It’s a Mumbai we have not seen in our movies. Many of us have not seen it closely either. In Malvani, the western suburb of Malad where Chandan Arora’s Striker unfolds, Muslims live cheek by jowl with Hindus in matchbox apartments, petty gangsters plot with depraved cops to earn small bucks, a young fisherwoman runs a beachside bamboo-shaded bar, and betting in cash fuels ugly contests in dingy carrom clubs.
It is a dystopian world for most of us—the kind that seems to exist somewhere beyond the serpentine lanes and boxed windows of slums that we see from buses, trains and cars. A chaotic microcosm that mirrors the malaise of the big city as well as its fierce will to live.
Arora, an editor (Company and Cheeni Kum), first made Main Madhuri Dixit Banna Chahti Hoon in 2003 under the Ram Gopal Varma banner and followed it up with Main Meri Patni Aur Woh in 2005 before producing and directing this, his most ambitious work. In the earlier films—largely mediocre, but not without thought or promise—Arora tried to rigorously capture the nitty-gritty of the milieu he set his stories in. Both of them contained worlds defined by their people, streets, houses, slang and clothes.
In Striker, he does that with more rigour and imagination, which is the film’s biggest achievement. The characters, infused with vibrant colour, and the depiction of Malvani, the scene of communal rioting in the violence that followed the demolition of the Babri Masjid in 1992, are authentic and gritty. In the end credit roll, “Writing and research” is a credit in itself—a rarity in our movies.
The story of Striker, written by Arora himself, is about many people and many things, seething in the heart and nooks of Malvani. Communal harmony, communal violence, a Hindu-Muslim romance, sibling bonds, lower middle-class disgruntlement, the dangers of life in a ghetto, police corruption, petty crime, mafia politics—and all of it is transpiring in the 15 years between 1977 and 1992. In the pre-globalization, pre-call centre, pre-cellphone era, how safe is the life of an ambitious young man in his early 20s who has no education or wealth? How easy is it to coerce him or lure him into crime? Striker shows us some unpalatable and amoral truths—very different from the chest-beating machismo and melodrama of, say, the earlier films of Amitabh Bachchan in which he played similar roles set in the same era.
The era is very authentic in Arora’s frames. From Siddharth’s (the lead actor who plays Suryakant) hairstyle and the clothes that the characters wear, to the films that play in the background, 1970s’ and 1980s’ Mumbai is impeccably evoked.
But the arch and scope of the story is such that without careful and intelligent interweaving, the various strands go asunder. Finally, it is not a film with a firm, riveting centre.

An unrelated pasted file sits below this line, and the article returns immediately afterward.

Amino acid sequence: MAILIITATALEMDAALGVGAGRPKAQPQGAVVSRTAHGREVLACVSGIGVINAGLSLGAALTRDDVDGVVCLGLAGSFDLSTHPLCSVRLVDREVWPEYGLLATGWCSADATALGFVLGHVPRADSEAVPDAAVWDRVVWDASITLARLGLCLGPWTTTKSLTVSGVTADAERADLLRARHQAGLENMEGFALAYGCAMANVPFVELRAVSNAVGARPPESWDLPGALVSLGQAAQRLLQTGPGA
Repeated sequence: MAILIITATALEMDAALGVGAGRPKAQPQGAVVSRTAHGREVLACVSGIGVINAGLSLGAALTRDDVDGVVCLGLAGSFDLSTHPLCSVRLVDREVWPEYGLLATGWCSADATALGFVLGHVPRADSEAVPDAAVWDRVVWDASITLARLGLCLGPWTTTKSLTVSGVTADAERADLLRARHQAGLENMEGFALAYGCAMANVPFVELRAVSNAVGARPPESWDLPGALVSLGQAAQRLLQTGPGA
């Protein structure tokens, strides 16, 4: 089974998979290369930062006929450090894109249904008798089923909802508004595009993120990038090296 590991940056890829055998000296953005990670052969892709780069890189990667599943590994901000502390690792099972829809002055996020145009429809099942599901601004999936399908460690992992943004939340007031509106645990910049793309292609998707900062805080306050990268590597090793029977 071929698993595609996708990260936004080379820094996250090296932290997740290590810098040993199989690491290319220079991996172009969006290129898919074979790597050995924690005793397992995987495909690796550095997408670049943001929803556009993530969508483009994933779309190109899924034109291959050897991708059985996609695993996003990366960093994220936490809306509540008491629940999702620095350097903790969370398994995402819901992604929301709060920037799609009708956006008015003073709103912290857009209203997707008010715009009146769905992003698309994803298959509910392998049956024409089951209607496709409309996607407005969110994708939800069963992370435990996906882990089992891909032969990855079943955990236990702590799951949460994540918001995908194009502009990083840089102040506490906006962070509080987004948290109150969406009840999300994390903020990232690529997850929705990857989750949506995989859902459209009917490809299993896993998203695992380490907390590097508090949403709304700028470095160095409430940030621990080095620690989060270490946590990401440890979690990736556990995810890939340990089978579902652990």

In a nutshell, the story follows Suryakant and his friend Zaid (Ankur Vikal) as they try, by all means, for a better life. They are pawns for the local ganglord Jalil (Aditya Pancholi), who runs a betting and gambling racket in the carrom dens of Malvani. Carrom becomes a metaphor as well as a tool to propel the narrative. Moving back and forth, the film ends in 1992, when communal riots break out in Malvani. Surya, who chooses the safe path towards the end of the film, is in for a big surprise and commits the most violent—and strangely the most poetic—crime of his life.
The performances are mostly even except, unfortunately, Siddharth’s. He tries hard, but the actor, who was last seen in a Hindi film in 2006 in Rang De Basanti, can’t lend the role the spunk and poignancy it deserves. In most scenes, he is rather wooden—and alienates our sympathy.
As the reckless and gullible childhood friend, Vikal puts up a spirited and convincing performance. We saw Vikal last in Slumdog Millionaire as the villain who pimps slum children. Seema Biswas (Surya’s mother) is, as usual, a delight to watch, crackling with the energy of a proud Marathi housewife grappling with never-ending odds. Surya experiences two different kinds of romances: With Noorie (Nicolette Bird), it is the idealistic kind and with Madhu (Padmapriya), it is circumstantial and physical. Arora’s handling of the second kind is surprisingly clumsy—I was appalled by one scene in which rape passes off as lovemaking, which then abruptly ends in societal recognition. It is an offensive scene, no matter what degree of realism Arora was attempting. A rape can’t be carelessly thrown into a film.
Technically, Striker is accomplished. Arora’s shots are imbued with colours and details which are consistent through the film. Some look laboriously lit and thought over, and those filmed at outdoor locations have an entirely different palette—a visually rich ode to a suburban Mumbai we have rarely seen. P.S. Vinod, the cinematographer, is committed to the tone and milieu of the film without compromising on the aesthetics.
Arora uses music effectively, lending the film a mood that matches the precariously balanced lives at stake here (some of the lyrics are written by Swanand Kirkire and Gulzar, and composed by Vishal Bhardwaj, Blaaze and Amit Trivedi). My favourite is Yun hua, a haunting song that played on in my head long after I had watched the film.
Striker is one of the good films of the year so far. It is not a breezy film or a candyfloss entertainer, but it’s surely an example of committed and adept film-making. There’s never enough of it.
Striker released in theatres and on YouTube on Friday.